- Another important metric, first to be explicitly solved only weeks after Einstein published his General Relativity paper is 1915, is called Schwarzschild metric, named after the man who solved it.

- This solution assumes spherical symmetry of space, as around an isolated star.
- How is this “vacuum” if there is a star?! There’s mass, thus there is energy, and there must be stress somehow, so tensor Tmn must be nonzero!
- The keyword is “around” – the solution is for the metric of empty space (also known as “vacuum”) surrounding a spherically-symmetric massive object.

Karl Schwarzschild

Derivation of Schwarzschild solution. 1. Assumptions and notation

- We start by defining our assumptions and notation.
- 1. The coordinates are (t, r, q, f) – time + spherical coordinate system. We call these coordinates xm, with m = 1...4.
- 2. Spherical symmetry: metric components are unchanged under r → -r,q → -q and f → -f.
- 3. Spacetime is static, i.e. all metric components are independent of time: (gmn/t) = 0; this also means that spacetime is invariant under time reversal.
- 4. We are looking for vacuum solution Tmn = 0, with R = 0.
- What we need to solve then is:
- Rmn = 0

Derivation of Schwarzschild solution. 2. Diagonalizing

- The requirements that metric be time-independent, and symmetric with respect to rotations, allow us to diagonalize the matrix:
- 1. Time-reversal symmetry: (t, r, q, f) →(-t, r, q, f) must conserve components of g. The components of the 1st column of the metric, gm1 (m ≠ 1), transforms under time reversal as: gm1 → -gm1
- Since we demand that gm1 = gm1, then gm1 = 0 for (m ≠ 1).
- 2. Same reasoning for r, q and f – symmetries leads to all other non-diagonal (i.e. m ≠ n) metric components to vanish.
- Thus, the sought metric has the form:
- ds2 = g11dt2 + g22dr2 + g33dq2 + g44df2

Derivation of Schwarzschild solution. 3. Simplifying Diagonalizing

- On a sphere of constant radius, and at constant time, the only spherically-symmetric combination of dq2 and df2 is C(r)(dq2 + sin2qdf2), where C(r) is (a yet unknown) function of radius coordinate only. This expression above is simply the element of a spherical surface.
- For constant t, q and f (i.e. on the radial line) metric should only depend on the radius coordinate r – again, to conserve the spherical symmetry. That means that the metric components for time and radius, g11 and g22, must be functions of r only.
- This simplifies the metric even further, to:
- ds2 = A(r)dt2 + B(r)dr2 + C(r)(dq2 + sin2qdf2)

Derivation of Schwarzschild solution. 4. Solving for components

- First, we find the function C(r) by noticing that at a surface of constant radius r0 and at constant time, the separation can be written as:
- ds2 = r02(dq2 + sin2qdf2)
- Since this must hold true for all radial surfaces, i.e. for any r, the unknown function C(r) is simply r2, and the q and f – components of the metric are:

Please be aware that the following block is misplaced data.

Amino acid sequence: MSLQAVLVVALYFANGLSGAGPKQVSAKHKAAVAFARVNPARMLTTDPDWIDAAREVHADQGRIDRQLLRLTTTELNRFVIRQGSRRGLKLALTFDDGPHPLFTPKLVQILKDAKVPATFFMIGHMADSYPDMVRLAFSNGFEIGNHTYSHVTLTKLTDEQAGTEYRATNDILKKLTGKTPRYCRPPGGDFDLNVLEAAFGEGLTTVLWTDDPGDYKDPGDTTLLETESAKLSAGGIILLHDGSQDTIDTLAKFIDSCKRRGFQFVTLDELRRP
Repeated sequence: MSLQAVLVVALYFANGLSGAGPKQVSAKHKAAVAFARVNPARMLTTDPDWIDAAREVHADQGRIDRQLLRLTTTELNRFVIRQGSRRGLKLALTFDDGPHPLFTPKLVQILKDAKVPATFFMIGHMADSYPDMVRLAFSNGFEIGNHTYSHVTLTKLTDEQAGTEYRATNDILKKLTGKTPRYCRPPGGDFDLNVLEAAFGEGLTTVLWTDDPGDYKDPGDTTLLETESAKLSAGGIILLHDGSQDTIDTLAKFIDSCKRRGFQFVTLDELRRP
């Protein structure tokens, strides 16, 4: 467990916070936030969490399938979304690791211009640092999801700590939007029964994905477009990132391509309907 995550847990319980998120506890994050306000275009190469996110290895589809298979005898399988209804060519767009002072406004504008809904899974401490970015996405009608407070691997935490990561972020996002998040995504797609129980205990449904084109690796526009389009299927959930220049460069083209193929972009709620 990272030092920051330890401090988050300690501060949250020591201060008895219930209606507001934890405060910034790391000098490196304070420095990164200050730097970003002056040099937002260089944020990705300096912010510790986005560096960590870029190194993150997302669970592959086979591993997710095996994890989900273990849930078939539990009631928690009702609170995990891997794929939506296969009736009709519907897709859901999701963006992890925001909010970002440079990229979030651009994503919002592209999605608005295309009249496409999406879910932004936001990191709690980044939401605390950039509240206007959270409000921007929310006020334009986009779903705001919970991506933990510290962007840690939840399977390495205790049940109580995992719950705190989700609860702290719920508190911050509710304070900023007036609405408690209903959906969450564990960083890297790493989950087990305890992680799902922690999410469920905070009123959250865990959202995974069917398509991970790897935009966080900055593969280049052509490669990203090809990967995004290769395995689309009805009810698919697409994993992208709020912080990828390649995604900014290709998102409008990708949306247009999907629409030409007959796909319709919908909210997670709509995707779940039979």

- g33 = r2
- g44 = r2sin2q

ds

r0

r0

Derivation of Schwarzschild solution. 4.1. Solving for components

- Functions A(r) and B(r) can be found by solving the Einstein field equation (what a surprise!). Only 4 equations remain non-trivial:
- 4rAB – 2rr2BAB + rrArBB + rrB2A = 0
- rrAB + 2A2B – 2AB – rrBA = 0
- -2rr2BAB + rrArBB + rrB2A – 4rBA = 0
- (-2rr2BAB + rrArBB + rrB2A – 4rBAB)sin2q = 0

- Subtracting equations 1 and 3 leads to:
- rAB + rBA = 0 A(r)B(r) = K (a non-zero, real constant)

- Substituting into equation 2 we get:
- rrA – A(1 – A) = 0 A(r) = K[1 + 1/(Sr)] = g11
- B(r) = [1 + 1/(Sr)]-1 = g22

Derivation of Schwarzschild solution. 5. Arriving at solution

- Finally, we find the coefficients K and S in the weak-field approximation – i.e. far away from the gravitational source. At r → the spacetime must approach Minkowski spacetime, thus: g11 = K[1 + 1/(Sr)] → K K = c2 = 1

- Gravity must converge to Newtonian in the weak field. This lets us find the numerical value of the constant S: S = -c2/(2Gm) = -1/(2m) where m is the mass of the central body, and G is the gravitational constant.

- The full Schwarzschild metric is:
- ds2 = [1-(2m/r)]dt2 – (1-(2m/r))-1dr2 - r2dq2 - r2sin2qdf2

Schwarzschild spacetime solution

- Schwarzschild spacetime has curvature that decreases with distance from the center. At infinity, Schwarzschild spacetime is identical to the flat Minkowski spacetime.
- In the center of Schwarzschild metric, singularity is possible, leading to formation of a Schwarzschild (non-rotating) black hole.

Recap: solution

- Einstein field equations can be explicitly solved for certain types of stress-energy tensor. These solutions are called spacetime metrics.
- Special case of stress-energy tensor – the vacuum – leads to Minkowski and Schwarzschild spacetime (among many others).
- Schwarzschild metric is fairly simple. We will mostly see its 3-dimentional (one time plus two space) case:
- ds2 = [1 – (2m/r)]dt2 – [1 – (2m/r)]-1dr2 – r2df2